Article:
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Canada’s SMR Action Plan: regulatory change at the CNSC in action

On December 18, 2020, Canada’s Minister of Natural Resources released the Federal Government’s Small Modular Reactors (SMR) Action Plan (the Action Plan), a long anticipated follow-up responding to the 53 recommendations in Canada’s November 2018 SMR Roadmap.

Similar to the SMR Roadmap, the Action Plan is the product of consultation with over 100 different organizations and represents the federal government’s initiative to align a political economy consisting of, among other things, the federal government, federal regulators, Crown corporations, Provinces, Territories and Indigenous communities, utilities, industry, academia and labour groups.

The Action Plan recognizes that SMRs can potentially deliver a source of electricity with low or zero carbon emissions. The Action Plan includes a statement of principles along with with a call to action inviting all partners to endorse the statement and outline their current actions and future plans in response to the recommendations, including:

  • Supporting the development of SMR technology and innovation;
  • Developing policies and standards to support the deployment of SMRs;
  • Facilitating Canada’s climate change and clean energy commitments; and 
  • Creating opportunities for regional development with Indigenous partners.

The Canadian Nuclear Safety Commission (the CNSC) is Canada’s nuclear regulator and is identified as one of the key stakeholders involved in the Action Plan. The CNSC’s mandate include regulating the development, production and use of nuclear energy and the production, possession and use of nuclear substances in order to prevent unreasonable risk, to the environment and to the health and safety of persons or to national security.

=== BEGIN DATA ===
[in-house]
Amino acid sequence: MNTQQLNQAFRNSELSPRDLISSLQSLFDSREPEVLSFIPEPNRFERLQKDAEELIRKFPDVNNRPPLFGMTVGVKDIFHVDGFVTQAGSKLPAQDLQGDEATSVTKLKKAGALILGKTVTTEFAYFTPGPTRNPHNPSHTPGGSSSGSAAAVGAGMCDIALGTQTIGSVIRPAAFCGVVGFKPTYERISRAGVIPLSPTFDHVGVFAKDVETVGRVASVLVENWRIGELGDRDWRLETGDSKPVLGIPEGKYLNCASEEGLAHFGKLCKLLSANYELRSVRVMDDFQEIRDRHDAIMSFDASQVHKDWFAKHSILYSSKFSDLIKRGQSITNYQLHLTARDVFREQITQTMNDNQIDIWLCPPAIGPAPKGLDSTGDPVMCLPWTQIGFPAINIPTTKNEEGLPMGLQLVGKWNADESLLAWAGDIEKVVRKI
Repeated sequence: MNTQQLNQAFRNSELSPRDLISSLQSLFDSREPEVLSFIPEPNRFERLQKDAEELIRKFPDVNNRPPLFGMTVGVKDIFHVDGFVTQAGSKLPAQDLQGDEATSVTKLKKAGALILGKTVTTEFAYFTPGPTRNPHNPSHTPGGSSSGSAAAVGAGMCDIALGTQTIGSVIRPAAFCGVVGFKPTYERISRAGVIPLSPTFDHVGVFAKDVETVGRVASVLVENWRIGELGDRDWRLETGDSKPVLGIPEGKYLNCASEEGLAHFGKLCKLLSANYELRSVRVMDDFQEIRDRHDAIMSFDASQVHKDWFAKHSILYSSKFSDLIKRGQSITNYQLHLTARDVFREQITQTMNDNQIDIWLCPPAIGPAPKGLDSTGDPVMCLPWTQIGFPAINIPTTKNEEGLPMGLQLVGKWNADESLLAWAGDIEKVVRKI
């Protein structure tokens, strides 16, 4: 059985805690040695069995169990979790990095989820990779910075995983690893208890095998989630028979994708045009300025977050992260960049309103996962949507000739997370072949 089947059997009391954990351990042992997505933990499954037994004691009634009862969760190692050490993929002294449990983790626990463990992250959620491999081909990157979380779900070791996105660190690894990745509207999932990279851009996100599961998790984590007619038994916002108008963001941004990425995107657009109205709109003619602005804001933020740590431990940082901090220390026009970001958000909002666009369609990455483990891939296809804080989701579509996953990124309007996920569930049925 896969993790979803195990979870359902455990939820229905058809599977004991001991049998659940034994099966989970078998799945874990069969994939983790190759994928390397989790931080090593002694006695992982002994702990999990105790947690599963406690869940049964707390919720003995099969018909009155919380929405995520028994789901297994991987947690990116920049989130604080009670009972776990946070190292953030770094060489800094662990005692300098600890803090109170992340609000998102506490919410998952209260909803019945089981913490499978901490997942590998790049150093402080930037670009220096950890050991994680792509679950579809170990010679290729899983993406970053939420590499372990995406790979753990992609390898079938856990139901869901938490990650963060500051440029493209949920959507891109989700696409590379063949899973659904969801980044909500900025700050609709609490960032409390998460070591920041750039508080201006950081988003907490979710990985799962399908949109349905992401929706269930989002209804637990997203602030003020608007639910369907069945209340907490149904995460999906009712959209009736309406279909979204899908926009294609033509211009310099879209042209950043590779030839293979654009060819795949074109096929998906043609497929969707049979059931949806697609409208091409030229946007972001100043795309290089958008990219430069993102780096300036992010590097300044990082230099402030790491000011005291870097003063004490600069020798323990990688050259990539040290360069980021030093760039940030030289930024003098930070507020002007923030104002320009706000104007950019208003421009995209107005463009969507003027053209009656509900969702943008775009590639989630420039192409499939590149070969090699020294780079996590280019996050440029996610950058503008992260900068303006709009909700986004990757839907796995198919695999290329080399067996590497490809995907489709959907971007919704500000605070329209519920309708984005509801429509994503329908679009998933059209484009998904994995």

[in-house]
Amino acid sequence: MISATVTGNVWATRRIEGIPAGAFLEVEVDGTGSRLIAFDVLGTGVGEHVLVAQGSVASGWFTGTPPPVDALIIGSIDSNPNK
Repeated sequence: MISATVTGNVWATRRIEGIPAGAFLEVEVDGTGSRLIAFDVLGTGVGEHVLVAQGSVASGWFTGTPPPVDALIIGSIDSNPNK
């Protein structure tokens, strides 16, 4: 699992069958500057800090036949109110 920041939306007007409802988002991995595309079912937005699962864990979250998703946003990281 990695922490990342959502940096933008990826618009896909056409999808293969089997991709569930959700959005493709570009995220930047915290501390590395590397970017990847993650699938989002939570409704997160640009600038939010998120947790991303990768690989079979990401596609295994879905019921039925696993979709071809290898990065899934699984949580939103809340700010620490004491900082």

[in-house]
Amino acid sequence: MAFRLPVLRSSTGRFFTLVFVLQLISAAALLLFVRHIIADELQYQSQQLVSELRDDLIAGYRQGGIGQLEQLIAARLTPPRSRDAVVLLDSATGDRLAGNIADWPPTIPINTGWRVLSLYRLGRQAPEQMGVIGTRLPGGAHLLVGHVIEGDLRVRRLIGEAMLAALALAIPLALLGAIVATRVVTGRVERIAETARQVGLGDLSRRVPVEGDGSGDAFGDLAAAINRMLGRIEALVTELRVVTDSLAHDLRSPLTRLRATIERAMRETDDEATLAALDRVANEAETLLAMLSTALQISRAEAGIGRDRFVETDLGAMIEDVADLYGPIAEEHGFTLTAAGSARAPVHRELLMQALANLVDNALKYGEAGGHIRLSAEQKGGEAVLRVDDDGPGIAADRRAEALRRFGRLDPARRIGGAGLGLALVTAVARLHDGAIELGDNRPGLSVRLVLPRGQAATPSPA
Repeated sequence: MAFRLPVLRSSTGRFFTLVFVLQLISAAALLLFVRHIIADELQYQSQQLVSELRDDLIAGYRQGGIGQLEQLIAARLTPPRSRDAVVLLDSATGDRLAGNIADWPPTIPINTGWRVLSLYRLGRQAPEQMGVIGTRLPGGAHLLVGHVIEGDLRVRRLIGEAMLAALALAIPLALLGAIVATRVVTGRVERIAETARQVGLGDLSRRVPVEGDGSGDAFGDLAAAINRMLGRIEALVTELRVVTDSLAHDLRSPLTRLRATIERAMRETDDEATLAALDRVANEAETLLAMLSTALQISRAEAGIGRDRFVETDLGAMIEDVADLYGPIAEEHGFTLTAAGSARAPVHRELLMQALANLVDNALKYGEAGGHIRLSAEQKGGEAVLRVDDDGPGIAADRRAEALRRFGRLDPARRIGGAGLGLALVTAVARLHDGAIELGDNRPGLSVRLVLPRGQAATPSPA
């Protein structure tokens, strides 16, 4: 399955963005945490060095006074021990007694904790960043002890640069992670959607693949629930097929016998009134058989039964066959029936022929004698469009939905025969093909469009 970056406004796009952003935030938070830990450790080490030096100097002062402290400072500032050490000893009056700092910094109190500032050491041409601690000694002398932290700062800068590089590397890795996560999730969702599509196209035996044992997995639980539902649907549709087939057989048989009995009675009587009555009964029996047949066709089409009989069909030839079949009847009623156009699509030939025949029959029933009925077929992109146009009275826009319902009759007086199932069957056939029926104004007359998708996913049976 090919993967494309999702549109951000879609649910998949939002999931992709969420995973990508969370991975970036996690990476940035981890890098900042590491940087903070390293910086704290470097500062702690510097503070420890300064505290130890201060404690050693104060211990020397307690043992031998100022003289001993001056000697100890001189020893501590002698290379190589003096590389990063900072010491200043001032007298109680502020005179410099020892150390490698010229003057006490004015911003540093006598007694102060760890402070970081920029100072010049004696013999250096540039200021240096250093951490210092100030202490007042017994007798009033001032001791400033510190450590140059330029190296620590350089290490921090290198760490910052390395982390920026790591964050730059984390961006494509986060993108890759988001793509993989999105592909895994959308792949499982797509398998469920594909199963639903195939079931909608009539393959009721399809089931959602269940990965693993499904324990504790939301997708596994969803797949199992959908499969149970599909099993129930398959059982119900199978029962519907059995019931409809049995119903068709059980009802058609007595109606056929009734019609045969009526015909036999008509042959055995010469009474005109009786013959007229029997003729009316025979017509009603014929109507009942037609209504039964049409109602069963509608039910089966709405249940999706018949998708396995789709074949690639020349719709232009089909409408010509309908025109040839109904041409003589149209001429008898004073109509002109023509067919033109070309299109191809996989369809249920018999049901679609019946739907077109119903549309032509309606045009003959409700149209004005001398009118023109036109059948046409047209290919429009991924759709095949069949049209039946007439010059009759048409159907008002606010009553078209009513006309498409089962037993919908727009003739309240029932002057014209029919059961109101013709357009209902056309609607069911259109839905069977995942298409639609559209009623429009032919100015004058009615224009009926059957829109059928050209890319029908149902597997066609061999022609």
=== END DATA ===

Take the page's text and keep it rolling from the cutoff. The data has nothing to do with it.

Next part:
Regulatory, policy & legislative changes to facilitate SMRs

A. Nuclear security

The CNSC started a review of its nuclear security regulations in 2018 with the goal of evolving the existing regulatory framework to be more performance based and less prescriptive, while respecting nuclear security principles. The process is similar in concept to the ongoing regulatory evolution taking place at other energy regulators, including the Canada Energy Regulator and the Ontario Energy Board. The Action Plan reiterates the following expected results originally identified in the 2018 SMR Roadmap:

  • Revised nuclear security regulations only cover high-level principles similar to other regulations and prescriptive requirements are removed; and
  • The new CNSC regulatory documents (REGDOCs) previously produced provide necessary details and including the concept of a graded approach.

B. Regulatory efficiency

The CNSC is reviewing its current framework to ensure that it remains technology neutral in terms of licencing and that it applies objective-based performance criteria in support of regulatory decision making. The CNSC’s focus will remain on evaluating safety of new technology, including SMRs.

In addition, the CNSC is drawing from its international collaboration efforts (discussed below) to develop a systematic methodology for application of the graded approach to regulatory functions such as licensing and compliance.

The CNSC is also taking steps to build its human and knowledge capacities in connection with licensing reviews and approvals. The Action Plan reiterates the following expected results originally identified in the 2018 SMR Roadmap:

  • Introduce efficiencies to provide further flexibility and clarity in SMR licensing and regulation; and
  • Ensure that staff deliver efficient, predictable and comprehensive regulatory oversight.

C. Community and Indigenous engagement in SMRs

The CNSC will continue with its engagement of Indigenous groups and the public regarding its approach to assessing and regulating SMRs, including the reinforcement of its role in the licensing of the design, construction, operation and decommissioning of SMRs. The CNSC will host a webinar-based public consultation on the CNSC’s regulatory approach to SMRs in the spring of 2021.